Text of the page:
African leaders urge U.N. to deploy Congo force
ALGIERS, April 30 (Reuters) - Six African leaders wrapped up a one-day summit on the Democratic Republic of Congo conflict on Sunday and called on the U.N to speed up deployment of a 5,500-strong peacekeeping force.
They said in a three-page statement that Africa's regional powers Nigeria and South Africa had pledged to contribute forces to peacekeeping in the continent's third biggest country..
"The heads of state urged the (United Nations) Security Council to speedily implement Phase II of the deployment of U.N. forces, so as to consolidate the progress made so far," the statement said.
The meeting, chaired by Algerian President Abdelaziz Bouteflika, chairman of the Organisation of the African Unity (OAU), was attended by President Laurent Kabila and the presidents of Nigeria, South Africa, Mozambique and Mali.
Algerian officials earlier said Zambian President Frederick Chiluba was due to take part but he did not show up and sent a minister instead.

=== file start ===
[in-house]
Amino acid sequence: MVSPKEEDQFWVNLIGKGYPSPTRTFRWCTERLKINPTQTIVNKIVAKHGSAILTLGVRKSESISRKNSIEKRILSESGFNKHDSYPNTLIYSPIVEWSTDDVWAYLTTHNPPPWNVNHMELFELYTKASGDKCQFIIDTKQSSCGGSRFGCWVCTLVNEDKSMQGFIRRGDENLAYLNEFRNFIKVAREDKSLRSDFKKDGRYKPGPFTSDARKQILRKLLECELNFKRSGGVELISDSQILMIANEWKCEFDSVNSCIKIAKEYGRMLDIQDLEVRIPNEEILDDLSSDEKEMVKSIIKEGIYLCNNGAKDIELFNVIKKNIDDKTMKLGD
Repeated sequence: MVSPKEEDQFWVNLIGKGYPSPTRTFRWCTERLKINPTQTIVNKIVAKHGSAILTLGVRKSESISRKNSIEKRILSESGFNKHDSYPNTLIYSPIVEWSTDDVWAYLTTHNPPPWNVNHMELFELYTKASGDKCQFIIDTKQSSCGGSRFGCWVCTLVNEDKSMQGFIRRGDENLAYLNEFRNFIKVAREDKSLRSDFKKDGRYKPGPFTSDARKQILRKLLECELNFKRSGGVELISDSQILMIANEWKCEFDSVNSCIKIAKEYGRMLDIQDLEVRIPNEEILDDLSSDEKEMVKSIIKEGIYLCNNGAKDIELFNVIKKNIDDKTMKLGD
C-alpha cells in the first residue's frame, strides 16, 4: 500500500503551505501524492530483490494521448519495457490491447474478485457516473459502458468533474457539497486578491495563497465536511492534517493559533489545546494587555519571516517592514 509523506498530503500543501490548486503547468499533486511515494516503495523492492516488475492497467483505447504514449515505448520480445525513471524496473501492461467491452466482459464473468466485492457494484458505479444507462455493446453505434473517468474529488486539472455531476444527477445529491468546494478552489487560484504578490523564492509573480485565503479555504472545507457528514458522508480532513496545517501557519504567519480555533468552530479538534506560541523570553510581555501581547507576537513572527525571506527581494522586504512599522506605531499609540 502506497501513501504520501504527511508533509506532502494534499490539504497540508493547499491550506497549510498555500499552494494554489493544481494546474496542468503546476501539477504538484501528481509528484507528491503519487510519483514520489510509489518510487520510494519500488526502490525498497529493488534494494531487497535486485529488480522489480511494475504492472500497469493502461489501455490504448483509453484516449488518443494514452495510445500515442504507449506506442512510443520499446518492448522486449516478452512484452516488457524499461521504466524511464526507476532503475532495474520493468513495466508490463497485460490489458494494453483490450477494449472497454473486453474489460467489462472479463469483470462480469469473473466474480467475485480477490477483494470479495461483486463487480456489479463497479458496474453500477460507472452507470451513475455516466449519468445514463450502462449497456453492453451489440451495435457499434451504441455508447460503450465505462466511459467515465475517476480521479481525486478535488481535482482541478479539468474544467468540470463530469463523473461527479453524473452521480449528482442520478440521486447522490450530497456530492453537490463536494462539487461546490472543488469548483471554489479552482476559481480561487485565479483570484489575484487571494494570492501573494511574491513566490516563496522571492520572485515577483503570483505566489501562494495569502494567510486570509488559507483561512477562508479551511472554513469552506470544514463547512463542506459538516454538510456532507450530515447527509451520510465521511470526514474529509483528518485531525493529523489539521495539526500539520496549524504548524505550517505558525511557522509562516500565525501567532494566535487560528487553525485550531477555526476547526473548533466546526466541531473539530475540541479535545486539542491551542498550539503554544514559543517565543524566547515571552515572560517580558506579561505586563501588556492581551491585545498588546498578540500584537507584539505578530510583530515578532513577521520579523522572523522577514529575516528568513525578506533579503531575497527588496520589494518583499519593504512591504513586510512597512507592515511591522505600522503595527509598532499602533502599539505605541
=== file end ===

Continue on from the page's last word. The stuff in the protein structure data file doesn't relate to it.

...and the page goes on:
"The heads of state welcomed the offer made by the Republic of South Africa and Federal Republic of Nigeria to place troops at the disposal of the U.N. force in the Democratic Republic of Congo," they said.
They also urged the parties involved in the Congo war to respect a ceasefire and a peace accord reached last year in the Zambian capital Lusaka.
"They reaffirmed the importance and validity of the Lusaka agreement which constitutes an irreplaceable framework for the resolution of the conflict. They called upon the parties to scrupulously honour their commitment so as to consolidate the ceasefire," the statement added.
Six African nations fighting in Congo signed the Lusaka peace deal last year, but clashes have continued.
Uganda and Rwanda are supporting rebels fighting to oust Kabila, whose army in turn is backed by Zimbabwe, Angola and Namibia.
At a meeting in Uganda at the beginning of April, the warring parties reaffirmed the ceasefire deal, and a new truce took effect on April 14.
The U.N. Security Council has approved a 5,500-strong force to monitor the peace process, but has yet to deploy it, prompting Kabila to accuse the U.N of dragging its feet.
The six leaders, who dubbed their summit "an additional step in the collective and continuous efforts of Africa to resolve the crisis in the Democratic Republic of the Congo", called on the Congolese factions to engage in dialogue towards restoring peace.
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